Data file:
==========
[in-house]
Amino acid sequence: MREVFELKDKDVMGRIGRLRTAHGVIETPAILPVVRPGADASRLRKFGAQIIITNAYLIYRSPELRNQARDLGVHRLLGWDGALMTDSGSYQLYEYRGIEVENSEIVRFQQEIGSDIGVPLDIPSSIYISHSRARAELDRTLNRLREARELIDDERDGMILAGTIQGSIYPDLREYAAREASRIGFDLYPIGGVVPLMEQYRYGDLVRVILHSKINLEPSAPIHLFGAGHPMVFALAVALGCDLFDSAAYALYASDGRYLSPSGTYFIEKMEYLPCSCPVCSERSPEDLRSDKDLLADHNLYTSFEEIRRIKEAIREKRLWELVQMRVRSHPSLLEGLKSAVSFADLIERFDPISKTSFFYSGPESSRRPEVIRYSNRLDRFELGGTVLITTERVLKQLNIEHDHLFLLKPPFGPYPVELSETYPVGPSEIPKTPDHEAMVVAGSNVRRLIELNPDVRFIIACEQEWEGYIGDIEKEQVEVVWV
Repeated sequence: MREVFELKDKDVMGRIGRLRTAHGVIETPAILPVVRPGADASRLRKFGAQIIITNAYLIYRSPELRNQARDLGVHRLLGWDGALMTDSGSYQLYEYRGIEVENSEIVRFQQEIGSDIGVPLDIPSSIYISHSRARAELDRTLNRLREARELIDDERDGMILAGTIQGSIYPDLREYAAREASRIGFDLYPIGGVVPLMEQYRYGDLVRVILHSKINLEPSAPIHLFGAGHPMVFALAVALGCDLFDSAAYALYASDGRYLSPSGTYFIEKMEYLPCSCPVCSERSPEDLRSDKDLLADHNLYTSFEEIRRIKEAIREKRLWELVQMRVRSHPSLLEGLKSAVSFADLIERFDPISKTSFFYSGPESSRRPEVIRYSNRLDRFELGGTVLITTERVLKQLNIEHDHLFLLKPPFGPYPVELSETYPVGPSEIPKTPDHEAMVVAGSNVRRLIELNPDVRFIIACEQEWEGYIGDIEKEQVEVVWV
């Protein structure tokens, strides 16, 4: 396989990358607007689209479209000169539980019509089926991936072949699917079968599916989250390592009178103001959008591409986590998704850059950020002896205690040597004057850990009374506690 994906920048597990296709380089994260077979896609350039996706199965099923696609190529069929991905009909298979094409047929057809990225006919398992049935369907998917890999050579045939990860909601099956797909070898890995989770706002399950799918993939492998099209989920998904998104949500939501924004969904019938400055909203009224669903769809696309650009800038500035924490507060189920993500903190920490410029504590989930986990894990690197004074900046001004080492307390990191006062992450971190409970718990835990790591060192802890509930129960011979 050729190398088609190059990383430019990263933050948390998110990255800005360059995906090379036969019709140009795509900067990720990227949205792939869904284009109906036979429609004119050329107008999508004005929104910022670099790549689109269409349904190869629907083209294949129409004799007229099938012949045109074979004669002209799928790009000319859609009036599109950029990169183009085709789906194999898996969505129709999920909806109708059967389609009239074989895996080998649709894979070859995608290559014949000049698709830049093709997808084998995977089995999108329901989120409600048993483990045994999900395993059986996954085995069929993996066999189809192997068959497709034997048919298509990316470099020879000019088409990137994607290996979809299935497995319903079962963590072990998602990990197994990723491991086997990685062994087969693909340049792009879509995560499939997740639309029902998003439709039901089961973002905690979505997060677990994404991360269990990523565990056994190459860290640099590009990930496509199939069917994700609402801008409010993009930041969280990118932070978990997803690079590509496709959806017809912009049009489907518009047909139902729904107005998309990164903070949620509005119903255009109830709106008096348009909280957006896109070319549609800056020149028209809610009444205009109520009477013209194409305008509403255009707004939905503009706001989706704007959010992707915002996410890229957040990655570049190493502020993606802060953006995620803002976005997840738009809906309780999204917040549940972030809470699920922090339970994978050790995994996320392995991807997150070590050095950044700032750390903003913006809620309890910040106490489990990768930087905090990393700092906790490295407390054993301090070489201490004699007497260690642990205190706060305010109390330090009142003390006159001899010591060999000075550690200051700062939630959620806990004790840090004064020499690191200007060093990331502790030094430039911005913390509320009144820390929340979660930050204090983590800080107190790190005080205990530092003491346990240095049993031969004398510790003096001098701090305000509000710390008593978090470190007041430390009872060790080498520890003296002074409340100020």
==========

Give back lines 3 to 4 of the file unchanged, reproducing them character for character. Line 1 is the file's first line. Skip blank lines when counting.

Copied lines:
Repeated sequence: MREVFELKDKDVMGRIGRLRTAHGVIETPAILPVVRPGADASRLRKFGAQIIITNAYLIYRSPELRNQARDLGVHRLLGWDGALMTDSGSYQLYEYRGIEVENSEIVRFQQEIGSDIGVPLDIPSSIYISHSRARAELDRTLNRLREARELIDDERDGMILAGTIQGSIYPDLREYAAREASRIGFDLYPIGGVVPLMEQYRYGDLVRVILHSKINLEPSAPIHLFGAGHPMVFALAVALGCDLFDSAAYALYASDGRYLSPSGTYFIEKMEYLPCSCPVCSERSPEDLRSDKDLLADHNLYTSFEEIRRIKEAIREKRLWELVQMRVRSHPSLLEGLKSAVSFADLIERFDPISKTSFFYSGPESSRRPEVIRYSNRLDRFELGGTVLITTERVLKQLNIEHDHLFLLKPPFGPYPVELSETYPVGPSEIPKTPDHEAMVVAGSNVRRLIELNPDVRFIIACEQEWEGYIGDIEKEQVEVVWV
């Protein structure tokens, strides 16, 4: 396989990358607007689209479209000169539980019509089926991936072949699917079968599916989250390592009178103001959008591409986590998704850059950020002896205690040597004057850990009374506690 994906920048597990296709380089994260077979896609350039996706199965099923696609190529069929991905009909298979094409047929057809990225006919398992049935369907998917890999050579045939990860909601099956797909070898890995989770706002399950799918993939492998099209989920998904998104949500939501924004969904019938400055909203009224669903769809696309650009800038500035924490507060189920993500903190920490410029504590989930986990894990690197004074900046001004080492307390990191006062992450971190409970718990835990790591060192802890509930129960011979 050729190398088609190059990383430019990263933050948390998110990255800005360059995906090379036969019709140009795509900067990720990227949205792939869904284009109906036979429609004119050329107008999508004005929104910022670099790549689109269409349904190869629907083209294949129409004799007229099938012949045109074979004669002209799928790009000319859609009036599109950029990169183009085709789906194999898996969505129709999920909806109708059967389609009239074989895996080998649709894979070859995608290559014949000049698709830049093709997808084998995977089995999108329901989120409600048993483990045994999900395993059986996954085995069929993996066999189809192997068959497709034997048919298509990316470099020879000019088409990137994607290996979809299935497995319903079962963590072990998602990990197994990723491991086997990685062994087969693909340049792009879509995560499939997740639309029902998003439709039901089961973002905690979505997060677990994404991360269990990523565990056994190459860290640099590009990930496509199939069917994700609402801008409010993009930041969280990118932070978990997803690079590509496709959806017809912009049009489907518009047909139902729904107005998309990164903070949620509005119903255009109830709106008096348009909280957006896109070319549609800056020149028209809610009444205009109520009477013209194409305008509403255009707004939905503009706001989706704007959010992707915002996410890229957040990655570049190493502020993606802060953006995620803002976005997840738009809906309780999204917040549940972030809470699920922090339970994978050790995994996320392995991807997150070590050095950044700032750390903003913006809620309890910040106490489990990768930087905090990393700092906790490295407390054993301090070489201490004699007497260690642990205190706060305010109390330090009142003390006159001899010591060999000075550690200051700062939630959620806990004790840090004064020499690191200007060093990331502790030094430039911005913390509320009144820390929340979660930050204090983590800080107190790190005080205990530092003491346990240095049993031969004398510790003096001098701090305000509000710390008593978090470190007041430390009872060790080498520890003296002074409340100020």